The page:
Are you one of the millions of Americans suffering from aching or painful knees? You are not alone. According to the CDC (Centers for Disease Control and Prevention) 1 in 2 people may develop painful knee osteoarthritis by age 85. In addition, if you struggle with weight, research shows that 2 in 3 people may develop painful knee arthritis in their lifetime.
The knee is an incredible joint, having to sustain 6 times your body weight in force, while moving through a large range of motion. The knee joint is inherently unstable, held together by a mass of ligaments, tendons and muscles. The knee also takes a beating during your lifetime. It is estimated that you will walk an estimated 200 million steps, therefore it is easy to see why your knees sustain a lot of wear and tear over the years.
How to Keep Your Knees Healthy
There are a variety of factors that can cause knee pain, but it is important to focus on preventing knee pain from occurring and what can be done to keep your knees healthy.
Here are useful tips to keep your knees working in tiptop condition:
Stretch daily – With sitting for prolonged periods, walking, bending and other activities, your muscles and tissues can become tighter. Daily stretching maintains good flexibility in your muscles, tendons and ligaments around the knee. This allows the knee to continue with its normal range of movement in many directions.
Strengthen your legs – Since the knee is very unstable, it requires good muscle support and strength. This provides the stability needed to bend properly, walk and run. Studies show that strengthening the quadriceps muscle is very important in preventing knee pain and knee osteoarthritis.*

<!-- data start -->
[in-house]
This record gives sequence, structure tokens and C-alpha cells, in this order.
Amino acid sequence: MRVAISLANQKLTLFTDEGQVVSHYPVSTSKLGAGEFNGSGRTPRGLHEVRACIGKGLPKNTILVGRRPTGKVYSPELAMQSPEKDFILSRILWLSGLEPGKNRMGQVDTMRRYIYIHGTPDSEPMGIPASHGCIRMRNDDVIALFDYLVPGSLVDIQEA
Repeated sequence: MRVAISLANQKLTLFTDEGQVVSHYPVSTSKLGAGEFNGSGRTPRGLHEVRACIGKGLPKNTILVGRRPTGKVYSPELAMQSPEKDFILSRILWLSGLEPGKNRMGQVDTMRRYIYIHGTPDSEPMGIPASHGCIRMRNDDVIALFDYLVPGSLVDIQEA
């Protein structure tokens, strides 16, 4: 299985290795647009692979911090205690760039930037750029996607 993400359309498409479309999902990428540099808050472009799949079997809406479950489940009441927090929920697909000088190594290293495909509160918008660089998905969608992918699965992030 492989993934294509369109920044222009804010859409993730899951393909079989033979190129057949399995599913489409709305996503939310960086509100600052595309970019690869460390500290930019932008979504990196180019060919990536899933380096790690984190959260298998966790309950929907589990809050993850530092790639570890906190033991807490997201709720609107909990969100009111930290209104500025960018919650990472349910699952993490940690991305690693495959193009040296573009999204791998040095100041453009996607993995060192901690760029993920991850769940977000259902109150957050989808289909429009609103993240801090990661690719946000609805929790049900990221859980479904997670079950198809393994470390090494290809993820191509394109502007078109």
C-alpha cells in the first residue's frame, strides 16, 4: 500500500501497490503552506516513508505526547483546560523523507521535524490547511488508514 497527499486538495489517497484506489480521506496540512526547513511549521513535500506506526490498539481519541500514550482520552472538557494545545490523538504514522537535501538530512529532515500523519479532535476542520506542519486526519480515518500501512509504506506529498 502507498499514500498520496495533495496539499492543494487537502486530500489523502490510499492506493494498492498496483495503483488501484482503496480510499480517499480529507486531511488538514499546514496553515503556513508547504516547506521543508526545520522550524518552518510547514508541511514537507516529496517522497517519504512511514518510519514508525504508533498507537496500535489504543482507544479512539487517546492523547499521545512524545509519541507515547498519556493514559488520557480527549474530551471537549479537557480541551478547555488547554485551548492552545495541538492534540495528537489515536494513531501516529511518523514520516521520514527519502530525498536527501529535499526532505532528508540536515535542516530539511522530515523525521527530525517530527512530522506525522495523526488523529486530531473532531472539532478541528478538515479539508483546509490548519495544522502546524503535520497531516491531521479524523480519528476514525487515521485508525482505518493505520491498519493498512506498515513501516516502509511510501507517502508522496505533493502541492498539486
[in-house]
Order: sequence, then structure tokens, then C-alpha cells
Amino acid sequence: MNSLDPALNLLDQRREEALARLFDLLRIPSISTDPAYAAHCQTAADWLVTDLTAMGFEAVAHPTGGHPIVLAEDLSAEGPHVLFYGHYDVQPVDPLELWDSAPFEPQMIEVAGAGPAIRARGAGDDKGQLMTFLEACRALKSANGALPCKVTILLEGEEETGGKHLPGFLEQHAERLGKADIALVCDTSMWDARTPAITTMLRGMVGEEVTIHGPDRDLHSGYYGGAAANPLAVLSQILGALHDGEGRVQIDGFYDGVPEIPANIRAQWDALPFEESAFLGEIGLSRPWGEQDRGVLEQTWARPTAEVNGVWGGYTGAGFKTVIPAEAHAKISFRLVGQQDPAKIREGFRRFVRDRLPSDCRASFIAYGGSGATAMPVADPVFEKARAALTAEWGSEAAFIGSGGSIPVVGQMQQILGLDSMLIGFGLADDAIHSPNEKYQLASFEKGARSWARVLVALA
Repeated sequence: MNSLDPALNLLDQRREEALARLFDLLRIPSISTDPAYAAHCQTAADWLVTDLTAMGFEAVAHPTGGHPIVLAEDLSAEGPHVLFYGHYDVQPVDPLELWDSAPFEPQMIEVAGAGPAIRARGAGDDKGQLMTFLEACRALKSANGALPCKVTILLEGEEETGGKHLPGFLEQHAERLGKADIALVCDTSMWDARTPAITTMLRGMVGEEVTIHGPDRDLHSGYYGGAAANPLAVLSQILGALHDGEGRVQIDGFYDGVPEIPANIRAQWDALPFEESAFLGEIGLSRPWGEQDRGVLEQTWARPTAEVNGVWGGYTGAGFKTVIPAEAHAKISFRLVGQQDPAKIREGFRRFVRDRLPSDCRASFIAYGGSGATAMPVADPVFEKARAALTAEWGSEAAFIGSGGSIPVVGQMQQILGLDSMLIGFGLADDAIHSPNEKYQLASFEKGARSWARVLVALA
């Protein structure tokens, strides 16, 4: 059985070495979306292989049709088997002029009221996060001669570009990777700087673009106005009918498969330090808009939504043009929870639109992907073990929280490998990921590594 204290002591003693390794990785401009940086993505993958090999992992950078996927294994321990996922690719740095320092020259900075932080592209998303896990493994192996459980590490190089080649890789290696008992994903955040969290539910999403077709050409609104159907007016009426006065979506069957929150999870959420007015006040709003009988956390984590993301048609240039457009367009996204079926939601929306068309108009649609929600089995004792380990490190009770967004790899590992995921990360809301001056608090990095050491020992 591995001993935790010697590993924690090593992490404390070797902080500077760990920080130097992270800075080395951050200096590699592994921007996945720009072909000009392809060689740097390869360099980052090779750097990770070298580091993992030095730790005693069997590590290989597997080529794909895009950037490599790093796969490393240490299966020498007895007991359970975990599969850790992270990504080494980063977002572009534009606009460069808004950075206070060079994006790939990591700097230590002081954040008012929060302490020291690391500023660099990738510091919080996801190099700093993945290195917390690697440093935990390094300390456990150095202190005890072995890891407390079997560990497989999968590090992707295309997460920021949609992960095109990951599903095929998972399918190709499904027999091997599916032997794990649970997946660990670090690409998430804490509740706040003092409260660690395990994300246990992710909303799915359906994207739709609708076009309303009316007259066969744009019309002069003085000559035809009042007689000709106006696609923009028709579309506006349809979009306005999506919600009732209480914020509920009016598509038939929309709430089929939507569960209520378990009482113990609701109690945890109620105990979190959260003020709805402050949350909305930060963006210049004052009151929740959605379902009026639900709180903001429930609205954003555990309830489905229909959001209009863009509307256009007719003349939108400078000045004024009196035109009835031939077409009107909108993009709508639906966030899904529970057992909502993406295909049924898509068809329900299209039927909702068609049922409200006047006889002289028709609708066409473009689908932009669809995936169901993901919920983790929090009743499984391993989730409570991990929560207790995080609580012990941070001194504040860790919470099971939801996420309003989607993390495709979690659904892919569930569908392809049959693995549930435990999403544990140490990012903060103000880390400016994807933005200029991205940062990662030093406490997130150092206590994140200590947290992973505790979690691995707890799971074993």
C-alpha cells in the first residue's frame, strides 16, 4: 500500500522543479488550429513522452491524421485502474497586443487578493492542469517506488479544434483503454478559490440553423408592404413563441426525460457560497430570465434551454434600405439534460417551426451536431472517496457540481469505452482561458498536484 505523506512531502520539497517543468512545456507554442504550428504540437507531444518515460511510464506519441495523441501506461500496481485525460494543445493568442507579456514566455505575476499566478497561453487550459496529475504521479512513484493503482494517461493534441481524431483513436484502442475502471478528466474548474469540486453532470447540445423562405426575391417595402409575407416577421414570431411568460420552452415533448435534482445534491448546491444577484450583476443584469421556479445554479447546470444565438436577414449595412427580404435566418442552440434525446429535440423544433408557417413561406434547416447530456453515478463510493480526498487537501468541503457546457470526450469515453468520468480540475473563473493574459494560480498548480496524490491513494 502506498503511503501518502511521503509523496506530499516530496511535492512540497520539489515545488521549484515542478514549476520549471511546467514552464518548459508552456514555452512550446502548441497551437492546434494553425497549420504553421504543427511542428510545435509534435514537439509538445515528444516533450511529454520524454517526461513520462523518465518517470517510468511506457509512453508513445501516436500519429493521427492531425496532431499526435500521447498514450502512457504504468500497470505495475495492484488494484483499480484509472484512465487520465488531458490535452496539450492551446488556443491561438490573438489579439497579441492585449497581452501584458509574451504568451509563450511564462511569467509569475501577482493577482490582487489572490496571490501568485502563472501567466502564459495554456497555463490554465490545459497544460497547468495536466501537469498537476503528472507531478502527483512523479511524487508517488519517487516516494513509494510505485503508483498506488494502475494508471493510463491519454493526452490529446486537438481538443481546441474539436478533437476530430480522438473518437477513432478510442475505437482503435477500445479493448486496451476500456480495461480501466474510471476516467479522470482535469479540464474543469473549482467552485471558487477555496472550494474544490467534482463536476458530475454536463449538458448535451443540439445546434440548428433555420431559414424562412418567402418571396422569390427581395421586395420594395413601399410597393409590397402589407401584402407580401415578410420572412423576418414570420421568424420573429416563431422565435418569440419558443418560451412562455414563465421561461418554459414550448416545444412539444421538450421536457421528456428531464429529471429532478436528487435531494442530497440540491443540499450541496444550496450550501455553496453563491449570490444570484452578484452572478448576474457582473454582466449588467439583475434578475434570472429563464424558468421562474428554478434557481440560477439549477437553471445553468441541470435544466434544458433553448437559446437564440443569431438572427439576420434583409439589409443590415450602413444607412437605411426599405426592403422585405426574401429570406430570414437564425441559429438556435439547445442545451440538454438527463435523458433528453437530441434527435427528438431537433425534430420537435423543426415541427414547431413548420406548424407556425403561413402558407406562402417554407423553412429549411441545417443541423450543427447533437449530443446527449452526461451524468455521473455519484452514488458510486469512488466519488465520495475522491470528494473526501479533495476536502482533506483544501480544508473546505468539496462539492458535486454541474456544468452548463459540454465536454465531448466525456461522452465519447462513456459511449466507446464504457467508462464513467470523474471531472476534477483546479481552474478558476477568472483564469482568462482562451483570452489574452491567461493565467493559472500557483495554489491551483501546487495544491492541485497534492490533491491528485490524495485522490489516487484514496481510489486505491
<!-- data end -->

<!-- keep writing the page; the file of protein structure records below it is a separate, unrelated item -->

Get a tune up from your physical therapist – Your knee needs to move side to side, back and forth, and rotate. Our physical therapists are medical experts in evaluating these special types of motions called accessory movements. By evaluating and treating your knee on a regular basis, our physical therapists can keep your knees moving as they should.
Use ice or heat – Typically, ice is used after a flare-up of inflammation, injury or pain. Heat is used more for chronic swelling in the knee with the purpose of increasing circulation.
Keep your kneecap moving – The kneecap or patella is a very important part in knee function. The kneecap protects your knee, but also serves as a pulley for the quadriceps muscle to use. The kneecap tracks up and down in a C-pattern when you bend your knee. Keep your kneecap moving freely by gently pushing it down and up, and side to side. If you find your knee swells, gently lift your kneecap up and away from the joint.
Watch your weight – The more weight you carry, the greater the forces and loads on the knee. When squatting down you can increase the pressure on your knee by three fold. When jumping, you can increase the pressure by 6 times your body weight. Therefore, the closer to your ideal weight, the happier your knees can be.
The most important part in preventing knee pain is keeping your legs flexible and strong. If you are concerned about how your knees feel when you try to walk, bend and run, then give us a call today. Our experts have years of experience evaluating the proper mechanics of the knee and restoring them, for a pain-free future.